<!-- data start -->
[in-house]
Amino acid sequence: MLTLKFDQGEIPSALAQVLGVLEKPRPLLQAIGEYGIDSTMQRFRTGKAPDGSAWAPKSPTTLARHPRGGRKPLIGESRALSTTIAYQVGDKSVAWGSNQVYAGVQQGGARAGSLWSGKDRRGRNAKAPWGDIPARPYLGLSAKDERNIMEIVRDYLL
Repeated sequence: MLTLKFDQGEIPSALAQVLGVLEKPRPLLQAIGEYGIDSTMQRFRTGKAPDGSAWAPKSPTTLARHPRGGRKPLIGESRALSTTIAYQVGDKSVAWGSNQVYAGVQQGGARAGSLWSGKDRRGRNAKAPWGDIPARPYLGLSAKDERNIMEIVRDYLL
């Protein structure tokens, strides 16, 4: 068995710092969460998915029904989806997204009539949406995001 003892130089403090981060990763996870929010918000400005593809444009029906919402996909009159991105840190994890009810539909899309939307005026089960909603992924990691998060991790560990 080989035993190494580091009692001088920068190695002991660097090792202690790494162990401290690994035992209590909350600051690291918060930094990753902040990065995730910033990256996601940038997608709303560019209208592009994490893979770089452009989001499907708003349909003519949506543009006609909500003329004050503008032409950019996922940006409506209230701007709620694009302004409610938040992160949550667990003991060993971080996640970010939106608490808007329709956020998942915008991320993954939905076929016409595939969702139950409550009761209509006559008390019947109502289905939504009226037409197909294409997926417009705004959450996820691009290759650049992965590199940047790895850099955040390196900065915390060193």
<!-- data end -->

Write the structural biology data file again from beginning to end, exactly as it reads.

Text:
[in-house]
Amino acid sequence: MLTLKFDQGEIPSALAQVLGVLEKPRPLLQAIGEYGIDSTMQRFRTGKAPDGSAWAPKSPTTLARHPRGGRKPLIGESRALSTTIAYQVGDKSVAWGSNQVYAGVQQGGARAGSLWSGKDRRGRNAKAPWGDIPARPYLGLSAKDERNIMEIVRDYLL
Repeated sequence: MLTLKFDQGEIPSALAQVLGVLEKPRPLLQAIGEYGIDSTMQRFRTGKAPDGSAWAPKSPTTLARHPRGGRKPLIGESRALSTTIAYQVGDKSVAWGSNQVYAGVQQGGARAGSLWSGKDRRGRNAKAPWGDIPARPYLGLSAKDERNIMEIVRDYLL
């Protein structure tokens, strides 16, 4: 068995710092969460998915029904989806997204009539949406995001 003892130089403090981060990763996870929010918000400005593809444009029906919402996909009159991105840190994890009810539909899309939307005026089960909603992924990691998060991790560990 080989035993190494580091009692001088920068190695002991660097090792202690790494162990401290690994035992209590909350600051690291918060930094990753902040990065995730910033990256996601940038997608709303560019209208592009994490893979770089452009989001499907708003349909003519949506543009006609909500003329004050503008032409950019996922940006409506209230701007709620694009302004409610938040992160949550667990003991060993971080996640970010939106608490808007329709956020998942915008991320993954939905076929016409595939969702139950409550009761209509006559008390019947109502289905939504009226037409197909294409997926417009705004959450996820691009290759650049992965590199940047790895850099955040390196900065915390060193």